A: What is my favorite Kreinik Thread? That is like asking a Mother who is her favorite child. You must know that I began using Kreinik materials so long ago that it was still called Balger. In fact, I can recall the days when a designer could call out a custom blend of the filaments to make up the #8 or #16 braid! I cannot imagine a canvas that cannot be improved with a little bit of Kreinik glamour. Kreinik Manufacturing is probably one of the most outstanding wholesalers in our needlepoint industry. Their products are without a doubt of consistent quality and well worth the investment of money and stitching time. OK, enough hesitation. If you forced me to choose only one product line, it would probably be the Kreinik #8. It is so versatile. I can withdraw a single filament to create a strong couching thread. I can double it to cover a 13 mesh canvas. It is the perfect choice to create a myriad of cross stitches on petit point. Yes, if I had to choose, I probably would grab my #8 Kreinik collection first. Second choice would be the ribbon threads because they create satin and long stitches like no other product. Finally I am dazzled by the immense collection of colors that Kreinik continues to bring to market. (I am so glad that you did not ask me for my favorite color because I could not choose.)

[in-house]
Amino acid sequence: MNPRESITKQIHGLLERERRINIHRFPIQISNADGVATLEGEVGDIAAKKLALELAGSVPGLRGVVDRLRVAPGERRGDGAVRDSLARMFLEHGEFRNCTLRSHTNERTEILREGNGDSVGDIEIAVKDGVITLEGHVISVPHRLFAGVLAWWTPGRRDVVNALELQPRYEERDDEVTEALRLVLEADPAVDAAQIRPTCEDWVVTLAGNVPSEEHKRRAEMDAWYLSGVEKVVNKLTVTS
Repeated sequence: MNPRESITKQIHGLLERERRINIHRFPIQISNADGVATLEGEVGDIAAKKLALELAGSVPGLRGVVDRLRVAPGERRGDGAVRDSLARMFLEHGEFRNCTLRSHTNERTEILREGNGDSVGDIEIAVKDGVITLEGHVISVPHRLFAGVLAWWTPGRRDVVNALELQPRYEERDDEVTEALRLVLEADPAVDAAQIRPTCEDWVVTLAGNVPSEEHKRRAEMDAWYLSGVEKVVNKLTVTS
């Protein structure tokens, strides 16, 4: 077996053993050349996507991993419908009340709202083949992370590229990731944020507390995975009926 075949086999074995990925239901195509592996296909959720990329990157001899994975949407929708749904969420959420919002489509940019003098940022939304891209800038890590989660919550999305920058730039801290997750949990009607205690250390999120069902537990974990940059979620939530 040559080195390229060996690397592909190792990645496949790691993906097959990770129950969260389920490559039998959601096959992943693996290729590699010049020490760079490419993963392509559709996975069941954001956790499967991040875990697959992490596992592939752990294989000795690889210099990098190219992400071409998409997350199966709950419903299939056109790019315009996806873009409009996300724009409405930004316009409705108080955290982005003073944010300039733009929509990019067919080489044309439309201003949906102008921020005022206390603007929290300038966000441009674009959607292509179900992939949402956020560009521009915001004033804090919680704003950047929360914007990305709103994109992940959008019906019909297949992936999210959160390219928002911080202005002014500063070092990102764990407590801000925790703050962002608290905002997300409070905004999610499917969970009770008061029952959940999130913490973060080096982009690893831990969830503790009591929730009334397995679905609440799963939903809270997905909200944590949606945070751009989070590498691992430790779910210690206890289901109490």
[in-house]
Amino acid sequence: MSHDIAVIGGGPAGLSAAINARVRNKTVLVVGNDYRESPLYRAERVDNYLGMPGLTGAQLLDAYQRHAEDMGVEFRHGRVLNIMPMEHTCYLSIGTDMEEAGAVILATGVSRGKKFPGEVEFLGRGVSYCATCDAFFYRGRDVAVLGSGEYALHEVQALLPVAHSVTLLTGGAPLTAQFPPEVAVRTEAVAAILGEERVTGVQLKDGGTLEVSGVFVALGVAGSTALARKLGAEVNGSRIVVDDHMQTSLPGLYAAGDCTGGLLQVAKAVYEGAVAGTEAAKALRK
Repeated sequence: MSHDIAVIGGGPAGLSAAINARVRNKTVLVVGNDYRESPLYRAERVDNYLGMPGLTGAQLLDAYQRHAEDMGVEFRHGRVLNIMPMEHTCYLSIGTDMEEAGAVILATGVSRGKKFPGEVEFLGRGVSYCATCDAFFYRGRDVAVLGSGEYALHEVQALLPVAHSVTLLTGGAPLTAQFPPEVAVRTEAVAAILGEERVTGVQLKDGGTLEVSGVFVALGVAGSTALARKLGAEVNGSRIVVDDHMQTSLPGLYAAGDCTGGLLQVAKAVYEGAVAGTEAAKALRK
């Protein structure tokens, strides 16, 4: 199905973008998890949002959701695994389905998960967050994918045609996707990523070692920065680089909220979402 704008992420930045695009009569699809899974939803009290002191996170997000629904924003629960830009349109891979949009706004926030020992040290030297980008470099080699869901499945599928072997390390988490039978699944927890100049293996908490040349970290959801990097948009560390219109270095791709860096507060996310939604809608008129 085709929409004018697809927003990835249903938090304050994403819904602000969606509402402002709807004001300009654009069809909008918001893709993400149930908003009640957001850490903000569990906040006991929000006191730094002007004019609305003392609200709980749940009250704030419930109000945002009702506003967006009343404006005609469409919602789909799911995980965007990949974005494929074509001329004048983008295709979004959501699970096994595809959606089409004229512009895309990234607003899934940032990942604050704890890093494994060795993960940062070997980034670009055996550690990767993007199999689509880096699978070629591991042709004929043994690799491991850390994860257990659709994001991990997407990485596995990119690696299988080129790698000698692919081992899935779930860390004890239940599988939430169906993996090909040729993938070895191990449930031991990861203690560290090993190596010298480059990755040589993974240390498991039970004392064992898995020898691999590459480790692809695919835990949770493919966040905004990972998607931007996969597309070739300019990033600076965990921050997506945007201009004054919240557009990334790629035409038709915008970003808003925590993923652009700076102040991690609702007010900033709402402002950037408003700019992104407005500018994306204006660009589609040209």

A: My books are for all. Beginners get some gentle hand holding and the more advanced are challenged to become all that they can be.
Q: What is one main tip or suggestion for someone who may be hesitant to try bling on their needlework?